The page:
Hillary Clinton and Jeb Bush would if Florida Democratic and GOP presidential primaries were held today, according to a Quinnipiac University poll
Clinton would also beat Bush in a head-to-head match-up in the state, based on poll results.
Among Democrats, former Secretary of State Clinton has 67 percent support, up from 64 percent in a May 1 poll. Vice President Joe Biden and Massachusetts Sen. Elizabeth Warren each have 8 percent support.
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In a Republican primary, 21 percent of registered voters would cast ballots for former Florida Gov. Bush, compared with 18 percent for Florida Sen. Marco Rubio, who in May was at just 11 percent to Bush’s 27 percent. In the earlier poll, Kentucky Sen. Rand Paul separated Bush and Rubio with 14 percent of the primary vote, but has dropped to 8 percent.
Sen. Ted Cruz of Texas would take 10 percent of the Republican primary vote, followed by former Arkansas Gov. Mike Huckabee with 7 percent and New Jersey Gov. Chris Christie with 6 percent. Thirteen percent of Republicans are undecided.
Washington Post conservative political blogger Jennifer Rubin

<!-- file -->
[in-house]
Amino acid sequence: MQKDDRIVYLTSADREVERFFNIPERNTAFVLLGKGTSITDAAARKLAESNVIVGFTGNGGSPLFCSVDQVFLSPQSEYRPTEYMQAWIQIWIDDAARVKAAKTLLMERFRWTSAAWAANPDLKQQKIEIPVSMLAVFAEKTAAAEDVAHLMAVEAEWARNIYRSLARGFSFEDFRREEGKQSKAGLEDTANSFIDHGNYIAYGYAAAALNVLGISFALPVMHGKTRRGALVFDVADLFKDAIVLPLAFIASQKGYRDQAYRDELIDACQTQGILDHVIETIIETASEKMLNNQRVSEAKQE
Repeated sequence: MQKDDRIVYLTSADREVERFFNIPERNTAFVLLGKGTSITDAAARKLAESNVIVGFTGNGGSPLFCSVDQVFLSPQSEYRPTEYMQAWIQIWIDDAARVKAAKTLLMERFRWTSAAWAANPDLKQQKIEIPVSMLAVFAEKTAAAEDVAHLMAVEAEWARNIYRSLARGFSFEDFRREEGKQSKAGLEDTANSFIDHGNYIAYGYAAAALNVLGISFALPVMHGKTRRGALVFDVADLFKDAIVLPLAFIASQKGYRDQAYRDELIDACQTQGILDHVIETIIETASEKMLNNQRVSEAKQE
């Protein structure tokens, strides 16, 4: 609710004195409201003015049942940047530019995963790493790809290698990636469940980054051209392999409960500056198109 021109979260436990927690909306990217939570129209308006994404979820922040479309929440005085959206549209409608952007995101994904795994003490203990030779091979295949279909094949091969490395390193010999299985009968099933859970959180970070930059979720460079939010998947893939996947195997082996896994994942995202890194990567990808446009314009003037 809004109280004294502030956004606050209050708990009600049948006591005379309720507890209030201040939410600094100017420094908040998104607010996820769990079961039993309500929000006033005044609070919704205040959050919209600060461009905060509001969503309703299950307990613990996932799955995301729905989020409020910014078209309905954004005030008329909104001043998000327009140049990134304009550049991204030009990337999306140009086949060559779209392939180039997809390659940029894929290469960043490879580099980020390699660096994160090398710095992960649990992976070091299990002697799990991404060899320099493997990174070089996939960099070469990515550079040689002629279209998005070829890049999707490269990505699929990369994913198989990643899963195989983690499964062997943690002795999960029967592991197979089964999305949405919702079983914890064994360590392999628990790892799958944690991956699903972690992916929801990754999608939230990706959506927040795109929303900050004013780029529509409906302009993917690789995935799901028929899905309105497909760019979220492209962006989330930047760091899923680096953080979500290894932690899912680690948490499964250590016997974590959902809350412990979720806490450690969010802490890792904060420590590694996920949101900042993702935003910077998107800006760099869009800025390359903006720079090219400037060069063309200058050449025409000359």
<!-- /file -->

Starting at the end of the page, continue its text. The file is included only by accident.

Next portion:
in May characterized a Bush-Rubio primary matchup as "the GOP version of Hillary Clinton vs. Barack Obama – one runs on experience and practical politics, the other on ideology and inspiration."
Bush still bests any of his GOP colleagues in a Florida contest against Clinton, according to the Quinnipiac poll, which has Bush receiving 42 percent of the vote to Clinton’s 49 percent.
Rubio garners just 39 percent to Clinton’s 53 percent followed by U.S. Rep. Paul Ryan of Wisconsin (38 percent to Clinton’s 51 percent), Paul (37 percent to Clinton’s 53 percent) and Christie’s 33 percent to Clinton’s 54 percent.
"Former Secretary of State Hillary Clinton may be taking some criticism recently in the news media and among some liberal Democratic precincts, but nothing has changed among average voters in Florida where she remains queen of the political prom," Peter A. Brown, assistant director of the Quinnipiac University Poll, said in a statement.
When taking into account independent voters, Clinton’s lead narrows. Independents back her over Bush by just 4 points (45 percent to 41 percent). She maintains a 16 to 20 percentage point lead among independent voters over other Republicans.
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